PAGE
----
Meeting Readers in New Places
Two of America's best and most important writers, the New York Times' Paul Krugman and the New Yorker's Hendrik Hertzberg, now have blogs. Krugman, a world-class economist, shows some commercial savvy by giving his blog the same name as his upcoming book, The Conscience of a Liberal. Hertzberg, an impossibly lucid and passionate writer who once served as a presidential speechwriter for Jimmy Carter, stands out for his elegant style and sensible take on things, even in the talent-rich environment of the New Yorker. I recommend them both.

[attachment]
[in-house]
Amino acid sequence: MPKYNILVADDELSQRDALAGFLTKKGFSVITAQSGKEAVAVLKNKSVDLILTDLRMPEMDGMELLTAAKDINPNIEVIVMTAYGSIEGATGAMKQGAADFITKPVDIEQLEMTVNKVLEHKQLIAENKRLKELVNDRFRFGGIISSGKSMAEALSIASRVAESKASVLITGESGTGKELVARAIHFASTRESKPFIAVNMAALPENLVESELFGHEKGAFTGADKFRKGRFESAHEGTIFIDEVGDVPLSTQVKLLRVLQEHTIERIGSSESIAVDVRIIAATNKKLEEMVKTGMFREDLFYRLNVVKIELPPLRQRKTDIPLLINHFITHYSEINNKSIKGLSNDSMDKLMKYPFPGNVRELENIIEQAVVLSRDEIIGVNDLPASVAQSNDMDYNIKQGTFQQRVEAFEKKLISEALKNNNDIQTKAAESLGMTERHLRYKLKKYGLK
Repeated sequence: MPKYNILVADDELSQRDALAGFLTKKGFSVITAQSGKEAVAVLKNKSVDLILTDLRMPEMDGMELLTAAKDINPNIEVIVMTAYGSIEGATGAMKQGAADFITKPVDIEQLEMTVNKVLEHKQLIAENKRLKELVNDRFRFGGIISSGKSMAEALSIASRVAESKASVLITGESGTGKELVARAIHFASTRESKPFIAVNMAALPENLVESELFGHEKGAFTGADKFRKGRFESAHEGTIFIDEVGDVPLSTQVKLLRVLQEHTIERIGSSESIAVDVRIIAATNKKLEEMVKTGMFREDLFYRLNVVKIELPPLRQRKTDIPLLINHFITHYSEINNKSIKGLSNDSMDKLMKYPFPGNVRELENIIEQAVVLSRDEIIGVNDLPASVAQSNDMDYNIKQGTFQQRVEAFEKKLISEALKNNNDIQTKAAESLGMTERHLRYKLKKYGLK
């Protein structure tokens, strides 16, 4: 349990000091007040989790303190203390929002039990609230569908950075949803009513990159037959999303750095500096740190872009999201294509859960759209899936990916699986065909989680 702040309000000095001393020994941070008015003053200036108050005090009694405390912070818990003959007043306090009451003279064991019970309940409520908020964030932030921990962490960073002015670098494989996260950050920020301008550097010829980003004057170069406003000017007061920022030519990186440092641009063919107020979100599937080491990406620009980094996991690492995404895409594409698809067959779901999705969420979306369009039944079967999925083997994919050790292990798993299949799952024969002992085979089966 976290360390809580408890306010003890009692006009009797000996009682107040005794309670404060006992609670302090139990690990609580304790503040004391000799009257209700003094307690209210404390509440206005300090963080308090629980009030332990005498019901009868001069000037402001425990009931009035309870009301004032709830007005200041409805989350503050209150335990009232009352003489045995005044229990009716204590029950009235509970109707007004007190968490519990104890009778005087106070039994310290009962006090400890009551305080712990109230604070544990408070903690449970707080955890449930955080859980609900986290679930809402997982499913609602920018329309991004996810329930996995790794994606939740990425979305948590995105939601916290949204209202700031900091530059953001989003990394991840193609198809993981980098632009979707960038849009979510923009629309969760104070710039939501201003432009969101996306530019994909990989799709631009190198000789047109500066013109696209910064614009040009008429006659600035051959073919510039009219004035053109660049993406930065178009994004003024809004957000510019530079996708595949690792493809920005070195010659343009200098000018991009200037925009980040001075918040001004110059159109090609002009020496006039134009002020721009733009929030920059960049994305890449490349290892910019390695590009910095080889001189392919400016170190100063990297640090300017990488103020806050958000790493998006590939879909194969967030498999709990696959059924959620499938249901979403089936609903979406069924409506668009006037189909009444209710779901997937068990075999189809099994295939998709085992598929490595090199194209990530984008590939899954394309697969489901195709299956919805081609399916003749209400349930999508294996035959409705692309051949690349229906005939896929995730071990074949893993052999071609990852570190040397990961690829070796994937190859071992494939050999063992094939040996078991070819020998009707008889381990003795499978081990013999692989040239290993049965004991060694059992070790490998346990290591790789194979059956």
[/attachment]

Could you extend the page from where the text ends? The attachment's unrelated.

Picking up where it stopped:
Meanwhile, Cleveland.com has recently launched Wide Open, an interesting experiment in pro-am online collaboration, in which it will host (in unedited fashion) four prominent independent political bloggers. It's the latest example of where the profession is headed: so-called "networked journalism," taking the best of print and online, and independent and traditional journalists, and serving them up in new and imaginative ways. That might make the lazy and/or paranoid hacks in both camps nervous, but so be it. In fact, the guy who coined the networked journalism term, Buzzmachine's Jeff Jarvis, has organized a conference on the subject next month in New York. It will be supported by none other than the visionary McArthur Foundation, famous for its "genius grants." Anyway, good luck to all these geniuses.